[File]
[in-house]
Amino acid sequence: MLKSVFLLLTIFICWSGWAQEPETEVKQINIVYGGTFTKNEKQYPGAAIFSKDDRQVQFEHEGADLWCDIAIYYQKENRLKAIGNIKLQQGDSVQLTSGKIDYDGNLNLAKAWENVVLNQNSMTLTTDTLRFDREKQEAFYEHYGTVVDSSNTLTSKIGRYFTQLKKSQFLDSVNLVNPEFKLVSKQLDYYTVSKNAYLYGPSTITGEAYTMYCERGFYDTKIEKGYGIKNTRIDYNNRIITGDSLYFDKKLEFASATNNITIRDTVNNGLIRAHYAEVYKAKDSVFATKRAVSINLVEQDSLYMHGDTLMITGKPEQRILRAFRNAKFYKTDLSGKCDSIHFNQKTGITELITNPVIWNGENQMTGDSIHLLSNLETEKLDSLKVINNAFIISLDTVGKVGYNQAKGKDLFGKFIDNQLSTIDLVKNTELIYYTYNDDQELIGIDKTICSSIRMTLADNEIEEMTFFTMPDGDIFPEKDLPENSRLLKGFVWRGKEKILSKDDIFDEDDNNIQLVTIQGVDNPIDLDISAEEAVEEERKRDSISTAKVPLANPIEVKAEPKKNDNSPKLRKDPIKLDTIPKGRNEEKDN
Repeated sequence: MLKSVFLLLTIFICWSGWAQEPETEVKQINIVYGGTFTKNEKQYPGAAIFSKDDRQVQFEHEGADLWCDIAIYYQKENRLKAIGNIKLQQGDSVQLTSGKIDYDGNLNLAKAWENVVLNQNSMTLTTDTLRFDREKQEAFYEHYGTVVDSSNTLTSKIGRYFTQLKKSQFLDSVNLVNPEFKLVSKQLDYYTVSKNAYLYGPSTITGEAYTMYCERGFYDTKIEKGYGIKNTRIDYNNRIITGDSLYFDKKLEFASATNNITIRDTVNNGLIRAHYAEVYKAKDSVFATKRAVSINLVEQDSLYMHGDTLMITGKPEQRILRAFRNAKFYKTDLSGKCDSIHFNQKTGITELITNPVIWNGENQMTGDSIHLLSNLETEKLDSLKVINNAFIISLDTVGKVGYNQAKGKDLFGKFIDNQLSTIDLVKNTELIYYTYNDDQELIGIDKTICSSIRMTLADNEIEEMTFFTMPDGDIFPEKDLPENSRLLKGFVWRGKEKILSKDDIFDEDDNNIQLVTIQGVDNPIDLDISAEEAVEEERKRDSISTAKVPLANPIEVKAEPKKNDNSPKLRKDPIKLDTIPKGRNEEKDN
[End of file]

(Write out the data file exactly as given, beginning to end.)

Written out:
[in-house]
Amino acid sequence: MLKSVFLLLTIFICWSGWAQEPETEVKQINIVYGGTFTKNEKQYPGAAIFSKDDRQVQFEHEGADLWCDIAIYYQKENRLKAIGNIKLQQGDSVQLTSGKIDYDGNLNLAKAWENVVLNQNSMTLTTDTLRFDREKQEAFYEHYGTVVDSSNTLTSKIGRYFTQLKKSQFLDSVNLVNPEFKLVSKQLDYYTVSKNAYLYGPSTITGEAYTMYCERGFYDTKIEKGYGIKNTRIDYNNRIITGDSLYFDKKLEFASATNNITIRDTVNNGLIRAHYAEVYKAKDSVFATKRAVSINLVEQDSLYMHGDTLMITGKPEQRILRAFRNAKFYKTDLSGKCDSIHFNQKTGITELITNPVIWNGENQMTGDSIHLLSNLETEKLDSLKVINNAFIISLDTVGKVGYNQAKGKDLFGKFIDNQLSTIDLVKNTELIYYTYNDDQELIGIDKTICSSIRMTLADNEIEEMTFFTMPDGDIFPEKDLPENSRLLKGFVWRGKEKILSKDDIFDEDDNNIQLVTIQGVDNPIDLDISAEEAVEEERKRDSISTAKVPLANPIEVKAEPKKNDNSPKLRKDPIKLDTIPKGRNEEKDN
Repeated sequence: MLKSVFLLLTIFICWSGWAQEPETEVKQINIVYGGTFTKNEKQYPGAAIFSKDDRQVQFEHEGADLWCDIAIYYQKENRLKAIGNIKLQQGDSVQLTSGKIDYDGNLNLAKAWENVVLNQNSMTLTTDTLRFDREKQEAFYEHYGTVVDSSNTLTSKIGRYFTQLKKSQFLDSVNLVNPEFKLVSKQLDYYTVSKNAYLYGPSTITGEAYTMYCERGFYDTKIEKGYGIKNTRIDYNNRIITGDSLYFDKKLEFASATNNITIRDTVNNGLIRAHYAEVYKAKDSVFATKRAVSINLVEQDSLYMHGDTLMITGKPEQRILRAFRNAKFYKTDLSGKCDSIHFNQKTGITELITNPVIWNGENQMTGDSIHLLSNLETEKLDSLKVINNAFIISLDTVGKVGYNQAKGKDLFGKFIDNQLSTIDLVKNTELIYYTYNDDQELIGIDKTICSSIRMTLADNEIEEMTFFTMPDGDIFPEKDLPENSRLLKGFVWRGKEKILSKDDIFDEDDNNIQLVTIQGVDNPIDLDISAEEAVEEERKRDSISTAKVPLANPIEVKAEPKKNDNSPKLRKDPIKLDTIPKGRNEEKDN